From the Margins: Dante 701 Years Later – Dante’s Mediterranean Awakening
February 22 @ 5:30 pm - 7:00 pm
| Virtual Event
During Dante’s lifetime, the maritime city-states of northern Italy consolidated their position at the center of Mediterranean transit and trade. Thanks to broader trends in the centuries before his birth – the Crusades, increasing trade in essential foods and luxury goods, and swift advances in naval architecture and financial supports for trade, for instance – Genoa and Venice became important hubs for trade and travel between western Europe and the greater Mediterranean world. Florence grew dramatically during the thirteenth century, but it wasn’t yet the dynamic financial and artistic center that it would become after Dante’s death. Dante’s exile exposed him to cultural trends and technologies reaching northern Italy from the broader Mediterranean world that were still little known in Florence. The works he wrote after his exile – especially the Commedia – reveal his fascination with the technological and intellectual innovations that he learned about as he traveled through northern Italy. This talk addresses Dante’s discovery of the material culture of the Mediterranean – like the shipyards in Venice, which he may or may not have visited in person; paper and watermarks; dice and dice games; and carpets from the east – and intellectual trends, like Islamic teachings and legends about the afterlife, after his exile from Florence.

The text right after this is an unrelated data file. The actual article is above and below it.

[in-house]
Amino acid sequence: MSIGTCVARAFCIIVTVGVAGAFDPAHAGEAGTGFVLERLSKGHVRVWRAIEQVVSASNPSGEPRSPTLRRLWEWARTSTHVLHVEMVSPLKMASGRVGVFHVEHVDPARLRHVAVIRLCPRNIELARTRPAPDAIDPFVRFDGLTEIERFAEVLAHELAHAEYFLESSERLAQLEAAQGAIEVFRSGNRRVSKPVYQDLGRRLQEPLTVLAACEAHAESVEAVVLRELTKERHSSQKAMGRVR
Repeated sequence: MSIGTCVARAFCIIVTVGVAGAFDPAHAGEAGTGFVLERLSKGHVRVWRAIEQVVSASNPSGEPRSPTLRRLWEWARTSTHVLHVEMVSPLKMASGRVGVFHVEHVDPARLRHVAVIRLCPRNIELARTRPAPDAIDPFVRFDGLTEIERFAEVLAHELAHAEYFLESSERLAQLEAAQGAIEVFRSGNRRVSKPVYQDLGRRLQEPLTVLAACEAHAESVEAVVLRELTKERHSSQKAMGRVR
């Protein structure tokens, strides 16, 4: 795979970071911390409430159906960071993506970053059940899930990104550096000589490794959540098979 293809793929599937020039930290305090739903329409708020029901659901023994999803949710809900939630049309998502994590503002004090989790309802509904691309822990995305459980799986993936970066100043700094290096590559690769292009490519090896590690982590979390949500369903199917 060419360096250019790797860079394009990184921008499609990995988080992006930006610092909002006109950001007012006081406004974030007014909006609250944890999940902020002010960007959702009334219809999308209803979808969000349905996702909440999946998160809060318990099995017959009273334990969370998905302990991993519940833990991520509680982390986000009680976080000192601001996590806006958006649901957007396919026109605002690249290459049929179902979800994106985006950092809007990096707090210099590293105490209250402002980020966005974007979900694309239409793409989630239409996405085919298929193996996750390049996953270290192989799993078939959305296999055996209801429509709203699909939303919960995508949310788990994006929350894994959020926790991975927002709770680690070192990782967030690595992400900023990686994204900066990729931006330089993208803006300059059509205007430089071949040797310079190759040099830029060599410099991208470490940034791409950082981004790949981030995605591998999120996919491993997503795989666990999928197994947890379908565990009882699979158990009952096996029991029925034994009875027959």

Karla Mallette is Professor of Italian in the Department of Romance Languages and Literatures and Professor of Mediterranean Studies in the Department of Middle East Studies at the University of Michigan. She is the author of The Kingdom of Sicily, 1100-1250: A Literary History (2005) and European Modernity and the Arab Mediterranean (2010); she co-edited A Sea of Languages: Rethinking the Arabic Role in Medieval Literary History (2013). Her most recent book, Lives of the Great Languages: Latin and Arabic in the Medieval Mediterranean, was published by the University of Chicago Press in 2021. She has directed the Global Islamic Studies Center and the Center for European Studies and is currently chair of the Department of Middle East Studies at the University of Michigan.